One senior DHS official who has reviewed thousands of pages of those unfunded mandates has remarked that it is impossible to ascertain any consistent quantitative and qualitative pattern or result within and across jurisdictions. With the TCL, a long-term effort can then become the structural basis for future investment justifica­tions, enabling applicants to stay ahead of the curve rather than fall behind, which necessarily happens when the decision-making process is opaque and unpredictable.

Because of intense congressional oversight of the grants, nothing less than a fully transparent and objective system will satisfy Congress, the media, and the applicants. It would certainly be better than the current subjective system that invites specula­tion and leads to greater politicization of the grants.

Building a Better System

Based on the national disaster preparedness and response standards that have been defined by the Department of Homeland Security, the Administra­tion and Congress should work together to build a better grant system.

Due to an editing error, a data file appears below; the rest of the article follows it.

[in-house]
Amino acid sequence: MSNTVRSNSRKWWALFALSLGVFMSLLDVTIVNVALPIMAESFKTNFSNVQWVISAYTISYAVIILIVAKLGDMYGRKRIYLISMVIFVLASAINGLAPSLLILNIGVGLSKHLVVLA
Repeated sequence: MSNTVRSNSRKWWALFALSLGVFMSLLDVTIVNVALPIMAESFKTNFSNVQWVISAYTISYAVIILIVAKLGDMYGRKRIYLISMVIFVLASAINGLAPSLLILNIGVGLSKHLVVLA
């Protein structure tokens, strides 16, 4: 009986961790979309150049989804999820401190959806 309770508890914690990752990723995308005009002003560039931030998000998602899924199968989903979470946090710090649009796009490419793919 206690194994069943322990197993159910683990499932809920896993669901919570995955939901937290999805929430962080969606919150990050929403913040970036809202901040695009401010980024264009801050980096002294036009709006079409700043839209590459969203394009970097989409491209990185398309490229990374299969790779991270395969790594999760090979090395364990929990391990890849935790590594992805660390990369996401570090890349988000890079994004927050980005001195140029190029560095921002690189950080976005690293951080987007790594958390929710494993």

Specifically, the DHS should:

  • Conduct a national capabilities assessment involving all federal, state, and local partners to establish a baseline for the level of national pre­paredness and
  • Allocate funds strictly, based on risk and the TCL.
  • For its part, Congress should:
  • Refocus its time and attention on ensuring that the DHS builds a national system and allocates funds solely on risk and the TCL.
  • Eliminate the formulaic minimum grants to states, which would enable applicants to demon­strate their need based on objective requirements so that even smaller states with existing capabil­ity needs receive funding; and
  • Eliminate specific functional grants, such as assistance for firefighters, ports, and interopera­ble communications, all of which should be pooled together and focused on the highest fed­eral priorities.

Conclusion

It is past time to build a national disaster pre­paredness and response system grounded on the Target Capabilities List and to allocate funds based strictly on whether or not the funding requests would build the right capabilities in the right places at the right level. This would minimize or eliminate underinvestment in some areas and overinvestment in others.